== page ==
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What Are Wisdom Teeth & Why Do We Have Them?

A person in a dentist outfit holding a model of three teeth in gums.

In the wide world of dentistry, wisdom teeth often spark a lot of questions. Commonly known as third molars, wisdom teeth are typically the last adult teeth to make an appearance in our mouths. But why are they called wisdom teeth, and why do we have them in the first place? You may not have all the wisdom you need yet, but you will soon. Let’s talk about teeth!

What Are Wisdom Teeth?

Wisdom teeth are the final set of molars that most people get in their late teens or early twenties, typically between the ages of 17 and 21 (although ages can vary significantly based on the person). These teeth are called wisdom teeth because they appear at a time when a person is supposedly wiser than when their other adult teeth erupted. As such, they are a sign of adulthood and maturity.

A Dietary Necessity

Our ancestors had a different diet from ours, consisting mainly of raw meat, roots, leaves, and nuts, which required more chewing power. Therefore, wisdom teeth were necessary for survival. However, with the evolution of cooking techniques and utensils, our diets have become softer and easier to chew, reducing the need for these extra molars.

Wisdom Teeth Eruption: What to Expect

The process of wisdom teeth erupting through the gum can be uncomfortable and sometimes painful. Depending on how your wisdom teeth erupt, you might experience soft tissue swelling, pain, or difficulty opening your mouth. It’s especially important to maintain good oral hygiene during this time to prevent infections or gum disease. Regular check-ups with your dentist in Robbinsville, NJ, can help you monitor the progress of your wisdom teeth. Your dentist will utilize X-rays to see if your wisdom teeth are likely to cause problems.

No Wisdom? No Problem!

Have you been waiting for years and still not felt any wiser? It’s not your fault — some people are genetically predisposed not to develop wisdom teeth in the first place. This trait is more common in certain populations than others. For instance, according to a study by the University of Pennsylvania School of Dental Medicine, about 45% of a sample of Inuit people lacked wisdom teeth. If you’re among the lucky few who don’t develop wisdom teeth, it’s still important to keep a close eye on your dental X-rays in case something crops up later down the line (in some cases, literally!).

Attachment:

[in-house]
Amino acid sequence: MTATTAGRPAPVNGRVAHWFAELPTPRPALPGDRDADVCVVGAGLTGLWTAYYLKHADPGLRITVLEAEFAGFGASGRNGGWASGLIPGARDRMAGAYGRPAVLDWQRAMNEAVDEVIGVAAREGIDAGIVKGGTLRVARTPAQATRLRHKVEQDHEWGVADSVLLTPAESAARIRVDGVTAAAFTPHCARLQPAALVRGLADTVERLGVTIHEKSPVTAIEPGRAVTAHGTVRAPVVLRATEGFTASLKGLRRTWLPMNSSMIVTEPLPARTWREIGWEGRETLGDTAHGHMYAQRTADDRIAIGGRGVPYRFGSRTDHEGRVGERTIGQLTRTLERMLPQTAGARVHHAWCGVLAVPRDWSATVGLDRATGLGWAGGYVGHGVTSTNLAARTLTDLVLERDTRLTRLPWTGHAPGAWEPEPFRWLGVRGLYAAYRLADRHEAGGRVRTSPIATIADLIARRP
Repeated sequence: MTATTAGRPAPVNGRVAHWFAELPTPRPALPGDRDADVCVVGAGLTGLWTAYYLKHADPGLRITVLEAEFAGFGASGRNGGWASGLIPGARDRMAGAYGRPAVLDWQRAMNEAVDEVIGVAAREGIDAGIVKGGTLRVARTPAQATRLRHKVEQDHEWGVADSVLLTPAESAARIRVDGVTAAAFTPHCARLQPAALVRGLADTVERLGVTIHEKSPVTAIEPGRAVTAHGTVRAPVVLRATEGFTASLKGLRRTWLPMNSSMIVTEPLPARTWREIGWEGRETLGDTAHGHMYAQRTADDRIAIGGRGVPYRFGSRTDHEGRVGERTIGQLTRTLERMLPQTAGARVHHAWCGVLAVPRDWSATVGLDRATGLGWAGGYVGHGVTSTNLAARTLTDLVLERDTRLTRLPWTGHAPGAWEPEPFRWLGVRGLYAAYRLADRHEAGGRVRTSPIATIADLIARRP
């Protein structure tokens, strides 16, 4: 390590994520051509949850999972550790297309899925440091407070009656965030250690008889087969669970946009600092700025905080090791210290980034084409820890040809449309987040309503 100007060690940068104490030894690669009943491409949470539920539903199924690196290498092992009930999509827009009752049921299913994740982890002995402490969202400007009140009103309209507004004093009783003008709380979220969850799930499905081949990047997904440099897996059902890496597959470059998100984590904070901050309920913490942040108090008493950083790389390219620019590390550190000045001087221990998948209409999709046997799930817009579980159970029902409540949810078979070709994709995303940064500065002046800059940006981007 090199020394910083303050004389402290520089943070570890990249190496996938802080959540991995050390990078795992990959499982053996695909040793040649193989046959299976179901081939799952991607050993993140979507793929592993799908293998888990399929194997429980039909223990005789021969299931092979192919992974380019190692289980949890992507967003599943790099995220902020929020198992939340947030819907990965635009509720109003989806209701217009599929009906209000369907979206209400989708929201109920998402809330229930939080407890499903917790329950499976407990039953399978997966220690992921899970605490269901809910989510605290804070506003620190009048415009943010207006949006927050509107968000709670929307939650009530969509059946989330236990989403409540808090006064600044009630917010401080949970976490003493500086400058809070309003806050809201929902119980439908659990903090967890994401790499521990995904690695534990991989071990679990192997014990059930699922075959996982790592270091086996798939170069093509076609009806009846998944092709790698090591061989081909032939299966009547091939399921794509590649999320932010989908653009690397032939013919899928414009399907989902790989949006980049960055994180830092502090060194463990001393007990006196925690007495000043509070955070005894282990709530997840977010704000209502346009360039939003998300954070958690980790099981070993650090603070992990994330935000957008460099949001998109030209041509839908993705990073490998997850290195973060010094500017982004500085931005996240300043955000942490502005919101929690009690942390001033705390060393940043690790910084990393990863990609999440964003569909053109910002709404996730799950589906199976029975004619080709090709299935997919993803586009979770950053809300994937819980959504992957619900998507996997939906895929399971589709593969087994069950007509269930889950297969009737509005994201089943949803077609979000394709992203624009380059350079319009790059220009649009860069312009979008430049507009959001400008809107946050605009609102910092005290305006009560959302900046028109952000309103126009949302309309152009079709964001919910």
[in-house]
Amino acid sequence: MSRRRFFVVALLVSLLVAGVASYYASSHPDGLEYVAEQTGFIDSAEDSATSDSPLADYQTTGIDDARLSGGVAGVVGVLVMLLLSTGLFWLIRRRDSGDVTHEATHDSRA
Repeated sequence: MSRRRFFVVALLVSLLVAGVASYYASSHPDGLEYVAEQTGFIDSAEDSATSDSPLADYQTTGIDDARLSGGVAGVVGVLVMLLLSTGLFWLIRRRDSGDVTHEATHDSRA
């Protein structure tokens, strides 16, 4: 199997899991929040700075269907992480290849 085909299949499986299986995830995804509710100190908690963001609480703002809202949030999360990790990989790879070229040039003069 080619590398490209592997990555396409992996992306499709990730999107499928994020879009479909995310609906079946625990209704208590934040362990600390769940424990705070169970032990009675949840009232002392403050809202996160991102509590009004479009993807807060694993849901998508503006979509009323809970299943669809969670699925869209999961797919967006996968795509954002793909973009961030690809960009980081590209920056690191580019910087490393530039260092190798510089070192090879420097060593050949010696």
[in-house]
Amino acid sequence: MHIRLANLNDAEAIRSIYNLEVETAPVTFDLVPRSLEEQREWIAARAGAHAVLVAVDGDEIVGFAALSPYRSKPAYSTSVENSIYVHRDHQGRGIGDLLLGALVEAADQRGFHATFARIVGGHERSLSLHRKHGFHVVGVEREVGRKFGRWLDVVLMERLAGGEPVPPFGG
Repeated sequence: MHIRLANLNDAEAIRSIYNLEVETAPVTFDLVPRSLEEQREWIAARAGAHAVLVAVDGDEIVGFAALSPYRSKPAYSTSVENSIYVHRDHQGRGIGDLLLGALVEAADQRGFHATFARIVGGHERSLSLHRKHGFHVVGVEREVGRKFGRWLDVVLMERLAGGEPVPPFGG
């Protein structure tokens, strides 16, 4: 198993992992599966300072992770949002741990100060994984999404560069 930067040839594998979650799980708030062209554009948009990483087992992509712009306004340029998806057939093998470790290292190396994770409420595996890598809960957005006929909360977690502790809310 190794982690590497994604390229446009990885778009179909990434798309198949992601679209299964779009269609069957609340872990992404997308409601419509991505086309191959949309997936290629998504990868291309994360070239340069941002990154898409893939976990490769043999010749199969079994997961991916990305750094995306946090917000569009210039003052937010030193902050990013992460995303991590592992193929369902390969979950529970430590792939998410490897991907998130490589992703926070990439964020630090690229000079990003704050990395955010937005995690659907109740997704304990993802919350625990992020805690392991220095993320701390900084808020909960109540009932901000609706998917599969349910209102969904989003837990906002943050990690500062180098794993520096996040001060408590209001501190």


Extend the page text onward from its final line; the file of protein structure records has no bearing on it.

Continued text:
All About Wisdom Tooth Extraction

Sometimes, wisdom teeth don’t have enough room to grow properly. When this happens, they become impacted, meaning they are trapped under your gum or bone. An impacted wisdom tooth can cause various problems, including pain, damage to nearby teeth, and gum disease. It can also lead to the formation of a cyst around the wisdom tooth, which can damage the bones or roots of nearby teeth.

Many dentists recommend having your wisdom teeth extracted before they are fully formed to prevent these oral health issues. This procedure is typically performed under local or general anesthesia by an oral surgeon or maxillofacial surgeon. The surgical process involves making an incision in the gum tissue to expose the tooth and bone. The surgeon will then remove the affected wisdom teeth and clean the affected area to prevent dry socket, a painful condition that can occur after a tooth extraction.

The recovery process for wisdom teeth removal usually lasts a few days and involves resting and following a soft food diet to promote healing. Pain, swelling, and bruising are common post-extraction symptoms, but they can be managed with medication and ice packs. Your dental team will schedule several follow-up appointments to monitor your healing progress and ensure there are no complications. With proper care and attention, most people recover from wisdom teeth extraction without any major issues.

Make the Wise Choice!

Wisdom teeth are a fascinating aspect of our oral health. While they were once necessary for our ancestors, today they’re more of a burden than a benefit. From causing jaw aches to increasing the risk of gum disease, these “late bloomers” can be a real pain. However, with regular dental check-ups and good oral hygiene, any problems associated with wisdom teeth can be managed effectively. Remember, when it comes to your oral health, prevention is always better than cure.

At Hamilton Dental Associates, we understand the complexities of wisdom teeth and are committed to providing quality care for all your dental needs. Our team of experienced Hamilton orthodontics and dentistry professionals is here to help, whether you’re dealing with an impacted wisdom tooth or just need a quick cleaning. Don’t wait until you’re in pain — be “wise” about your oral health and book an appointment with us today!